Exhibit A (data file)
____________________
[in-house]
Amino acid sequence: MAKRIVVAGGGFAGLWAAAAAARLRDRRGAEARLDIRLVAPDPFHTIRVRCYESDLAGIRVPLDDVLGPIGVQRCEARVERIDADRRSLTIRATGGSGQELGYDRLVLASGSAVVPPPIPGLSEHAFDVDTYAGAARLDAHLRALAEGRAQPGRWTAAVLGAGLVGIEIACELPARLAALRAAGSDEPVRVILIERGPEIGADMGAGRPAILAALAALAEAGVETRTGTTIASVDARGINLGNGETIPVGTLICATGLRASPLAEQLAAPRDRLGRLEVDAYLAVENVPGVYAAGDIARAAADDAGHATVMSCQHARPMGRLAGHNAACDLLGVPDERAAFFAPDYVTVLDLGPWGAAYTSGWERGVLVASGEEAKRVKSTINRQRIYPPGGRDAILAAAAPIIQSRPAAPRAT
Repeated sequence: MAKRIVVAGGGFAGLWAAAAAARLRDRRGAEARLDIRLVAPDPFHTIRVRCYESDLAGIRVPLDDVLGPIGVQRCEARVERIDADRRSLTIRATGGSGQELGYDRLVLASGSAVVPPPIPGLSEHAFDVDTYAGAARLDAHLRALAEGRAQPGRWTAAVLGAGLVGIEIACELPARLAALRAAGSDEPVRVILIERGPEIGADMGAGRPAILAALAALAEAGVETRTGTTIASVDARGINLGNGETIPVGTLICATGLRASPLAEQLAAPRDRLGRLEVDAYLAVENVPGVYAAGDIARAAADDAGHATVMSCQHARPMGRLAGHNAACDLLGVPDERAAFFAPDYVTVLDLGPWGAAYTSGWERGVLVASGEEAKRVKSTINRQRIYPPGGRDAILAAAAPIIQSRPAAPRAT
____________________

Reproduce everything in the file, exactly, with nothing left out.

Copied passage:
[in-house]
Amino acid sequence: MAKRIVVAGGGFAGLWAAAAAARLRDRRGAEARLDIRLVAPDPFHTIRVRCYESDLAGIRVPLDDVLGPIGVQRCEARVERIDADRRSLTIRATGGSGQELGYDRLVLASGSAVVPPPIPGLSEHAFDVDTYAGAARLDAHLRALAEGRAQPGRWTAAVLGAGLVGIEIACELPARLAALRAAGSDEPVRVILIERGPEIGADMGAGRPAILAALAALAEAGVETRTGTTIASVDARGINLGNGETIPVGTLICATGLRASPLAEQLAAPRDRLGRLEVDAYLAVENVPGVYAAGDIARAAADDAGHATVMSCQHARPMGRLAGHNAACDLLGVPDERAAFFAPDYVTVLDLGPWGAAYTSGWERGVLVASGEEAKRVKSTINRQRIYPPGGRDAILAAAAPIIQSRPAAPRAT
Repeated sequence: MAKRIVVAGGGFAGLWAAAAAARLRDRRGAEARLDIRLVAPDPFHTIRVRCYESDLAGIRVPLDDVLGPIGVQRCEARVERIDADRRSLTIRATGGSGQELGYDRLVLASGSAVVPPPIPGLSEHAFDVDTYAGAARLDAHLRALAEGRAQPGRWTAAVLGAGLVGIEIACELPARLAALRAAGSDEPVRVILIERGPEIGADMGAGRPAILAALAALAEAGVETRTGTTIASVDARGINLGNGETIPVGTLICATGLRASPLAEQLAAPRDRLGRLEVDAYLAVENVPGVYAAGDIARAAADDAGHATVMSCQHARPMGRLAGHNAACDLLGVPDERAAFFAPDYVTVLDLGPWGAAYTSGWERGVLVASGEEAKRVKSTINRQRIYPPGGRDAILAAAAPIIQSRPAAPRAT